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 Easy entertaining
Build a
CharcuterieBoard
your guests will love
Story by Sandi hauStein
If you enjoy entertaining, you've probably noticed that charcuterie boards are everywhere these days. You've seen them in
magazines, on Instagram and at your best friend's last party. And it's easy to see why: Charcuterie boards are a win for everyone involved.
With all store-bought ingredients, they're a quick and stress-free way for hosts to entertain. And guests love them, too. Everyone enjoys picking and choosing what they want on a charcuterie board – plus they're pretty and fun!
But what is charcuterie, exactly? Charcuterie is the French word for "cured meats." Originally, a charcuterie board just contained two to three meats, a couple of cheeses, and a few cornichon pickles. But today's charcuterie has taken
on a life of its own – combining fruits, vegetables, breads, spreads, olives and just about anything you can imagine.
Here’s what you need:
If you're going to serve charcuterie at your next get- together, there are a few things you're going to need.
A board. To serve charcuterie, you need something to arrange it on. Consider using a beautiful wood or slate charcuterie board or a marble slab, or you can opt for any attractive platter or tray. Or, even simpler, just use a baking sheet, a pizza pan, or even the counter or table (just cover it first with butcher paper or parchment paper).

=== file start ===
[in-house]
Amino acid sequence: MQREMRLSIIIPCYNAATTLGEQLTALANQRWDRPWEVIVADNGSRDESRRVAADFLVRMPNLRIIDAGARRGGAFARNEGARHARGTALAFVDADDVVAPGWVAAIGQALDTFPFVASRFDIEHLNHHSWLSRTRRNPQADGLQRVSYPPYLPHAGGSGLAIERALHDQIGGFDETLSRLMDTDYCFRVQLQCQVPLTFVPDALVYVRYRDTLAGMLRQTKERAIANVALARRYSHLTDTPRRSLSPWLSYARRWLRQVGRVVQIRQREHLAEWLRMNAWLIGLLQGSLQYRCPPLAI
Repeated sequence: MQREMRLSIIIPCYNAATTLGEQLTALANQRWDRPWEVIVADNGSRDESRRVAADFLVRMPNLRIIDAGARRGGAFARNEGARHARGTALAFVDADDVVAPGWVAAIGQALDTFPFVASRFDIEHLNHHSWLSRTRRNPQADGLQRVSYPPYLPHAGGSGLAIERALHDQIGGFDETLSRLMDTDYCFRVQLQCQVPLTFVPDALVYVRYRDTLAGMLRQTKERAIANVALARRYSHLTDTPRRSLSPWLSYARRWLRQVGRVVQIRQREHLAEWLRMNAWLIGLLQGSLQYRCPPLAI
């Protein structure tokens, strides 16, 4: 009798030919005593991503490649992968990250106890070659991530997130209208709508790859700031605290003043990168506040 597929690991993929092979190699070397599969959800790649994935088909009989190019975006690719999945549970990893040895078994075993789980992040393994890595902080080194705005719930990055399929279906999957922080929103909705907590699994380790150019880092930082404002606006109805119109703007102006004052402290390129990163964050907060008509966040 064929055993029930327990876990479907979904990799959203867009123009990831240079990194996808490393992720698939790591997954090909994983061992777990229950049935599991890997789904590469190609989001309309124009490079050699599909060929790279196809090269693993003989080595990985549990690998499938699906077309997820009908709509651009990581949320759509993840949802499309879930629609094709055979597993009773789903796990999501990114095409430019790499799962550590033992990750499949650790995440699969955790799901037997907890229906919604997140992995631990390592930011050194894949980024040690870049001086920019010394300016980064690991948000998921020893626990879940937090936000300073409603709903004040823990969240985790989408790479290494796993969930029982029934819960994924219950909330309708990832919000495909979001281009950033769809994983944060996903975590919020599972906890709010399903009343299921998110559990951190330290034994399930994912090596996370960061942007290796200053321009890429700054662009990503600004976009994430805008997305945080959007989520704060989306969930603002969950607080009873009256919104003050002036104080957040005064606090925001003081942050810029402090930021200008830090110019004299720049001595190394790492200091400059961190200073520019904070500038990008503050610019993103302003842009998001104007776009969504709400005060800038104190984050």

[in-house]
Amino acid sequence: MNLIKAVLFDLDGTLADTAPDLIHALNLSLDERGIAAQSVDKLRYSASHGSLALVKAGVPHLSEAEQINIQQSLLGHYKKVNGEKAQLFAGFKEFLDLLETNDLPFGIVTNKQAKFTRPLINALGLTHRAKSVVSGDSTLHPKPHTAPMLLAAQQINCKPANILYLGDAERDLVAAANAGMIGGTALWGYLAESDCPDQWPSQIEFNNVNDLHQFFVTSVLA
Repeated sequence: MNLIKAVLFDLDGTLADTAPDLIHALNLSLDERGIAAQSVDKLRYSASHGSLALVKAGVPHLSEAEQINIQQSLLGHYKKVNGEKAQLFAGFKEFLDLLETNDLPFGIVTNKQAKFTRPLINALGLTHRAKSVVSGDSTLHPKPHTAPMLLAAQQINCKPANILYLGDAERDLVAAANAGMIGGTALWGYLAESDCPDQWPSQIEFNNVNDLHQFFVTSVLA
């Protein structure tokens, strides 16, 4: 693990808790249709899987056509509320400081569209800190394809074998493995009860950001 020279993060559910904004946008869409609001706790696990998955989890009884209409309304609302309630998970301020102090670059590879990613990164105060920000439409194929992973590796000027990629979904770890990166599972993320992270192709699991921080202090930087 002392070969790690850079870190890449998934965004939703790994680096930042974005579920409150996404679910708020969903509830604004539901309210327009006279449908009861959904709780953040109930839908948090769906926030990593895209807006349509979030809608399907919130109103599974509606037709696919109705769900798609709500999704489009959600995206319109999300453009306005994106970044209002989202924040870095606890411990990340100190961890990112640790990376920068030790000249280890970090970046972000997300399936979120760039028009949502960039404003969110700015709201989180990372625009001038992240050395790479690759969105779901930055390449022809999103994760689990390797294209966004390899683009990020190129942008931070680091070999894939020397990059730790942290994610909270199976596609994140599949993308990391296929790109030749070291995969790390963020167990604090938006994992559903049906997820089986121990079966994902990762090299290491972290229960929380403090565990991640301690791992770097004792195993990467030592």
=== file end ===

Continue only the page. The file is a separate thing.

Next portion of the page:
2-3 meats. You should definitely include some robust salami, and then choose a couple of other softer, salt-cured meats like ham, pepperoni or copocollo. You may also want to add in a rich and smooth pâté and/or terrine for spreading on some crusty bread.
2-3 cheeses. Choose a good variety of cheeses. Include one or two cheeses from each category: soft cheese (such as
Brie, Blue, Feta, Fresh Mozzarella, Camembert); semi/ soft and medium cheeses (such as Gouda, Gruyere, Havarti, Munster, Port Salut); semi/hard and hard cheeses (such as Cheddar, Parmesan, Colby, Pecorino Romano, Monterey Jack); and something unique (such as Roquefort or a flavored goat cheese).
1-2 spreads or jams. Dijon mustard and fig jam are a couple of traditional choices for a charcuterie board, but you can choose any kind of spread or jam. Use your imagination and think about what would taste good with the cheeses you've selected.
1 ingredient with a brine. It's good to include an acid ingredient on your board because it helps break up the heaviness of the meat and cheese. Pick out your favorite olives, pickles or pickled vegetables to include.
Crackers and breads. Try to incorporate at least two different types of crackers or breads. Some ideas are thinly sliced baquettes, water crackers, pita chips, crostini or crispy breadsticks.
1-2 extras. If you have a few empty spaces on
your board, you can fill them with some "extras" like grapes, apple slices, dried fruits, assorted berries, nuts
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